A DUI is considered a “victimless” crime in Arizona; thus, a defendant can be prosecuted even if no one was injured prior to the arrest. However, if you were injured in an accident involving a driver who was under the influence of drugs or alcohol, you may be called on for testifying in a criminal case against said driver. It’s normal to feel nervous in such a situation. Just remember that you’re not on trial. And if you don’t speak up, the person who hurt you could go unpunished—and perhaps even harm someone else. The bravery that you show by testifying will help your peace of mind in the long run.
The prosecutor may speak with you briefly or at length before the trial. For attorneys, a general rule when conducting a direct examination is: “Don’t ask a question to which you don’t know the answer.” Therefore, the prosecutor will want to know generally what you’re going to say before you take the stand. You may also have your own private attorney help you prepare to testify.
The injury attorneys at Phoenix Accident and Injury Law Firm in Phoenix have significant experience in helping clients who have been victims of DUI accidents and need help testifying in court. If you need help filing a claim for one of these awful, life changing accidents, we are here to help you get the compensation you deserve. Our offices are conveniently located in Chandler, Peoria, and North Phoenix, and we can meet in-person or over the phone or video call. You can contact us for a free consultation, or read on to find out more.
By the way, we will also help with other problems that have cost you sleep, like getting a rental car very soon and finding a nearby doctor or psychiatrist who can help get your life back on track. Even the best legal team isn’t good enough if your quality of life isn’t sustainable while justice and compensation are on the way. The whole point of legal action is to regain quality of life, so we help you long-term as attorneys and short-term as your go-to people. Our familiarity with the local Phoenix courts makes us confident that we can help you get the best settlement possible.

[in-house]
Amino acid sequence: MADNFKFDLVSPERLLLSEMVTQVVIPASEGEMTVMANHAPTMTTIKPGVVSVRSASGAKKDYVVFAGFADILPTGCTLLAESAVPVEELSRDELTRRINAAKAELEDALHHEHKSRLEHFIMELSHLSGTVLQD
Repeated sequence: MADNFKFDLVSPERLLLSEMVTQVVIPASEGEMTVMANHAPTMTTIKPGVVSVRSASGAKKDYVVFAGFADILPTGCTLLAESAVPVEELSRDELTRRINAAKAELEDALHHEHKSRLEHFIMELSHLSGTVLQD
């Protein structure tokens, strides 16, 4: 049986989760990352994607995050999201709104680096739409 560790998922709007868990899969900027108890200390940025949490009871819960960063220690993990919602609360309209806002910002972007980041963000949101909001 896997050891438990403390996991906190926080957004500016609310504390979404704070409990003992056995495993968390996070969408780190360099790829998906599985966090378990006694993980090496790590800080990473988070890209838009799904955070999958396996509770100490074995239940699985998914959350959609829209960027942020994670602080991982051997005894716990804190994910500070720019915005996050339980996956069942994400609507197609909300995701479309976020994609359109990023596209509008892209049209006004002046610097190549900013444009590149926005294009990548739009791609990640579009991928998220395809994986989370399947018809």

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When You’re on the Stand
When you’re called to the stand for testifying in a criminal case, you’ll probably be questioned by both the prosecutor and the defense attorney. The prosecutor will ask you questions to establish:
- That the defendant was actually driving under the influence of drugs or alcohol.
- That the defendant caused the accident in which you were injured.
- The nature and extent of your injures.
You may not have a lot to say about the first issue. If you were seriously injured, you might not have had much interaction with the defendant, and thus might not be able to testify about whether he or she seemed impaired.
The defense attorney may object when the prosecutor asks you questions about your injuries. This evidence is not directly relevant to whether the defendant was driving under the influence, because even sober drivers can get into accidents and cause injuries. The defense attorney may try to get you off the stand as quickly as possible to avoid more opportunities for the jury to feel sympathetic toward you (and thus potentially more likely to convict his or her client).
However, a defense attorney may go on the attack if he or she feels that you could be lying about the accident or concealing facts. For example, the defense may also endeavor to establish that you yourself were driving recklessly in an attempt to prove that the accident was not caused by the defendant’s impairment.
The defense attorney should not attack a victim’s character in general, though and if he or she tries to do so, the prosecutor should object.
Things to Remember When Testifying in a Criminal Case
Here are some things to remember when you’re testifying on the stand:
- Always tell the truth.
- Listen carefully to the questions.
- Ask for clarification if you need it.
- Answer ONLY the question asked.
- Yes or No may be an appropriate answer.
- Say “I don’t know” if you don’t. You can also say “I don’t remember” if you don’t.